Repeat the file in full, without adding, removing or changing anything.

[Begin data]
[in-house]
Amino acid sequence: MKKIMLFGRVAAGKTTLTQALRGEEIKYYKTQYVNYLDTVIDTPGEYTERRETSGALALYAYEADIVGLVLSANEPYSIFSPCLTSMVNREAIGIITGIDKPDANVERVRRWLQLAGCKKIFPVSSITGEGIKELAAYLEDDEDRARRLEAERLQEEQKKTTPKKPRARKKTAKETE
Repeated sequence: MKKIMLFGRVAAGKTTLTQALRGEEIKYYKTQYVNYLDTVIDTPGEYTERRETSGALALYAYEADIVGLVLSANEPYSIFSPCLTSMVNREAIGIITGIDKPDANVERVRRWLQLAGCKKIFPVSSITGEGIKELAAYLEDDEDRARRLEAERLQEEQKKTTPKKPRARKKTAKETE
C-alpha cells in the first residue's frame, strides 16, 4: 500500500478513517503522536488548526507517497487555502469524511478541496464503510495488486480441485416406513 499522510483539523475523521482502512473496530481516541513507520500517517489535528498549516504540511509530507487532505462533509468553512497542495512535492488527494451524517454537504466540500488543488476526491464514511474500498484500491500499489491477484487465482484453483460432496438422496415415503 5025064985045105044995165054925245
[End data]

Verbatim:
[in-house]
Amino acid sequence: MKKIMLFGRVAAGKTTLTQALRGEEIKYYKTQYVNYLDTVIDTPGEYTERRETSGALALYAYEADIVGLVLSANEPYSIFSPCLTSMVNREAIGIITGIDKPDANVERVRRWLQLAGCKKIFPVSSITGEGIKELAAYLEDDEDRARRLEAERLQEEQKKTTPKKPRARKKTAKETE
Repeated sequence: MKKIMLFGRVAAGKTTLTQALRGEEIKYYKTQYVNYLDTVIDTPGEYTERRETSGALALYAYEADIVGLVLSANEPYSIFSPCLTSMVNREAIGIITGIDKPDANVERVRRWLQLAGCKKIFPVSSITGEGIKELAAYLEDDEDRARRLEAERLQEEQKKTTPKKPRARKKTAKETE
C-alpha cells in the first residue's frame, strides 16, 4: 500500500478513517503522536488548526507517497487555502469524511478541496464503510495488486480441485416406513 499522510483539523475523521482502512473496530481516541513507520500517517489535528498549516504540511509530507487532505462533509468553512497542495512535492488527494451524517454537504466540500488543488476526491464514511474500498484500491500499489491477484487465482484453483460432496438422496415415503 5025064985045105044995165054925245